PORT PHILLIP BAY


Bigscale Bullseye 

Pempheris multiradiata Klunzinger, 1879

View scientific description and taxonomy

Scientific Details

Meristics.
Dorsal fin spines/rays: V, 11-13
Anal fin spines/rays: III, 32-39
Caudal fin rays: 17
Pectoral fin rays: 16-17
Ventral fin spines/rays: I, 5
Lateral line: 42-50

Interpreting fin count meristics.
Spines are in Roman numerals and soft rays are in Arabic numerals. Spines and rays that are continuous in one fin are separated by a comma. Fin sections are separated by semicolons.

Detailed descriptions of fin count and other meristics are in:
Gomon. M.F., Bray, D.J. & Kuiter, R.H. (eds) (2008) Fishes of Australia's Southern Coast. Sydney : Reed New Holland 928 pp.

Order level detail.
A large and highly diverse group of modern bony fishes many of which have a generalized perch like body form. Most have pelvic fins with one spine and 5 rays and the maxillary bone is excluded from the gape of the mouth. Interrelationships of the group are poorly understood and continue to be studied. They inhabit almost all aquatic habitats from high-altitude strams to the deep sea, although most are marine.

Family level detail.
Small deep-bodied fishes with large eyes, a very compressed body, deep anteriorly but tapering rapidly to the slender tail base; dorsal-fin short-based, in middle of back, anal fin long-based; mouth moderately large, caudal fin forked; pectoral fins prominent, upper rays much longer than lower. Mostly found in tropical or subtropical waters and form large schools in caves and under ledges during the day. At night they feed on pelagic invertebrates in the open water. Most Australian species are bioluminescent.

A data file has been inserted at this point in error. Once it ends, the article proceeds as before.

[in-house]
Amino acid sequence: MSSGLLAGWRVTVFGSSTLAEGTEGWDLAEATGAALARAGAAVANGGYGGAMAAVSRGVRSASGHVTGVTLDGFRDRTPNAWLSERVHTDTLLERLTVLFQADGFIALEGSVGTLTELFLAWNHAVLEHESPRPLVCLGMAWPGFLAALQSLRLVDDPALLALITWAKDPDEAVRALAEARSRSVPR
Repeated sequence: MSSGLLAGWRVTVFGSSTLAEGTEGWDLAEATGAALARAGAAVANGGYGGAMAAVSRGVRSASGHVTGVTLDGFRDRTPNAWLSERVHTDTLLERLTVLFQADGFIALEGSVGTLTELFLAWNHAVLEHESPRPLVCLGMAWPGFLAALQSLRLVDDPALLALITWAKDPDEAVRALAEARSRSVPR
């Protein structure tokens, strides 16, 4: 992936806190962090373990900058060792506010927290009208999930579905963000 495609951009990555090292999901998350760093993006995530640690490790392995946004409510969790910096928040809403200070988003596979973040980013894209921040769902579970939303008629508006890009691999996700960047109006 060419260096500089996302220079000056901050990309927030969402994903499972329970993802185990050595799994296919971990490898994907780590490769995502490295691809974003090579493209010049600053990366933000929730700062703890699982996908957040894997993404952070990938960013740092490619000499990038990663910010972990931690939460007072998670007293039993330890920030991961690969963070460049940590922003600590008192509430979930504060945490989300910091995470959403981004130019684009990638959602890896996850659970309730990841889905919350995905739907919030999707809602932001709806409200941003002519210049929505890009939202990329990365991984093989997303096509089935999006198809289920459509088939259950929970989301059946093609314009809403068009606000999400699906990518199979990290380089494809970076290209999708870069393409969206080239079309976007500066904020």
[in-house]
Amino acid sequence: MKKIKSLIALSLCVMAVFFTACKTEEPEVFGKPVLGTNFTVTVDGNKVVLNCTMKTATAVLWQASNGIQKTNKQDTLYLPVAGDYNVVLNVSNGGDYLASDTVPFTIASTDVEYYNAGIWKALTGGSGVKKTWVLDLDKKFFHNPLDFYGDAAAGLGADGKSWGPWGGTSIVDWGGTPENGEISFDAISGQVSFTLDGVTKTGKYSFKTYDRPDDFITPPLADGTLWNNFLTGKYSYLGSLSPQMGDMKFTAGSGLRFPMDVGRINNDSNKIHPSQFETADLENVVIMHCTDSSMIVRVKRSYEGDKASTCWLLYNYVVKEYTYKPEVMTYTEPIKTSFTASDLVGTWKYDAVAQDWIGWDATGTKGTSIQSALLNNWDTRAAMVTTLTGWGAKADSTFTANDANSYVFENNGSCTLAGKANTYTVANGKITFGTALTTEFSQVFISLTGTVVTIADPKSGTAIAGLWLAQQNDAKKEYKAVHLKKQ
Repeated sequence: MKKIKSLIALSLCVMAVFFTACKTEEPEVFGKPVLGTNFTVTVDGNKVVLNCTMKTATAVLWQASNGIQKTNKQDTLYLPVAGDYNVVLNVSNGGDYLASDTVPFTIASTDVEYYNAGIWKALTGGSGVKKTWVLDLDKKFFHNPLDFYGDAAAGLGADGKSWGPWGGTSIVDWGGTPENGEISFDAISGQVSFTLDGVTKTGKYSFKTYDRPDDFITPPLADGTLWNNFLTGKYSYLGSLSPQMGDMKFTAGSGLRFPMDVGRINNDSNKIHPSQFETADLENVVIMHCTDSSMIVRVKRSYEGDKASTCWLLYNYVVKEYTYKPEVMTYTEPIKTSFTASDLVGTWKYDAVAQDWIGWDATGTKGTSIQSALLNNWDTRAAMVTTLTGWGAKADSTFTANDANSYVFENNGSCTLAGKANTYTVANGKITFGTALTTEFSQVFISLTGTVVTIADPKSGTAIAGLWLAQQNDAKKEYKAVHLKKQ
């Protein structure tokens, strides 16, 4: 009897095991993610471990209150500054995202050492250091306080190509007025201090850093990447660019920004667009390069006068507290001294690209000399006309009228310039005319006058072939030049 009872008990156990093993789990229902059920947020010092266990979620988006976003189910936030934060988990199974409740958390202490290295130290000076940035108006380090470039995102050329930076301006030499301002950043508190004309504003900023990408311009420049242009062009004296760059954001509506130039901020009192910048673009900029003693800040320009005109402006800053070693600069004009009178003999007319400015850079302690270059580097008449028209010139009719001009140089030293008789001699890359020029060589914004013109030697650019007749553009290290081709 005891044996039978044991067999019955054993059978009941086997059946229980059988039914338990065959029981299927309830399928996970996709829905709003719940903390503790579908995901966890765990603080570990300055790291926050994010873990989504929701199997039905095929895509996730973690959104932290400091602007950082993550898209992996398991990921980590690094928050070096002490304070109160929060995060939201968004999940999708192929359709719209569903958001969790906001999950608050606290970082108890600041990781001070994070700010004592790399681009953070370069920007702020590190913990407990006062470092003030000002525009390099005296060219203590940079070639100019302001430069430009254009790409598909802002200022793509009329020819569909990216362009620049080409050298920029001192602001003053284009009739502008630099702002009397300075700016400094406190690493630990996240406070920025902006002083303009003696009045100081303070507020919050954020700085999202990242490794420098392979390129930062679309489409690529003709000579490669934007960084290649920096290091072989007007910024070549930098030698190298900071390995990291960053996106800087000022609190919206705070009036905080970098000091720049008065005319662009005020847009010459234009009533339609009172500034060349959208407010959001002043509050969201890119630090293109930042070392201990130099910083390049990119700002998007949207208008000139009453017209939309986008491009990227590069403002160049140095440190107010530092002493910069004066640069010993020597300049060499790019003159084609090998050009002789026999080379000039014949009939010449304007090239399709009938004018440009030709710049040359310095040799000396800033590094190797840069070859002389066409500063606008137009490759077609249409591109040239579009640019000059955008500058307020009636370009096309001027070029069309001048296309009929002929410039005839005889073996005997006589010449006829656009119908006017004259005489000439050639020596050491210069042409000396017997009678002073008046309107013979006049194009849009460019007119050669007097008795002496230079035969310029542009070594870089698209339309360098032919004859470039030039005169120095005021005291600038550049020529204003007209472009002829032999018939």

Taxonomy

Phylum:
Chordata
Subphylum:
Craniata
Superclass:
Gnathostomata
Class:
Actinopterygii
Order:
Perciformes
Family:
Pempheridae
Genus:
Pempheris
Species:
multiradiata

General Description

Body deep compressed, rear half tapering to a narrow tail base; dorsal fin high, short-based; anal fin long-based, scales on fin base; eyes large. Scales large, smooth, weakly attached. Pale to dark purplish brown, sometimes silvery below, with 8-10 horizontal darker stripes on sides. To 28 cm.

Biology

This is the most common pempherid in southern waters. They form large schools in caves and under ledges during the day, and move out in to the water column at night to feed on pelagic invertebrates.

Habitat

Rocky reefs, in depths of 2-70 m.

Reefs

Distribution guide

Southern Australia.

Species Group

Fishes Bullseyes

Depth

Shallow (1-30 m)
Deep ( > 30 m)

Water Column

On or near sea floor

Max Size

28 cm

Commercial Species

No

Global Dispersal

Native to Australia

Conservation Status

  • DSE Advisory List : Not listed
  • EPBC Act 1999 : Not listed
  • IUCN Red List : Not listed

Author

article author Bray, D.J.

Di Bray is a Senior Collection Manager of ichthyology at Museum Victoria.

Author

article author Gomon, M.F.

Dr. Martin Gomon is a Senior Curator of ichthyology at Museum Victoria.

citation

Cite this page as:
Bray, D.J. & Gomon, M.F., 2011, Bigscale Bullseye, Pempheris multiradiata, in Taxonomic Toolkit for marine life of Port Phillip Bay, Museum Victoria, accessed 18 Oct 2017, http://portphillipmarinelife.net.au:8098/species/6444

Text: creative commons cc by licence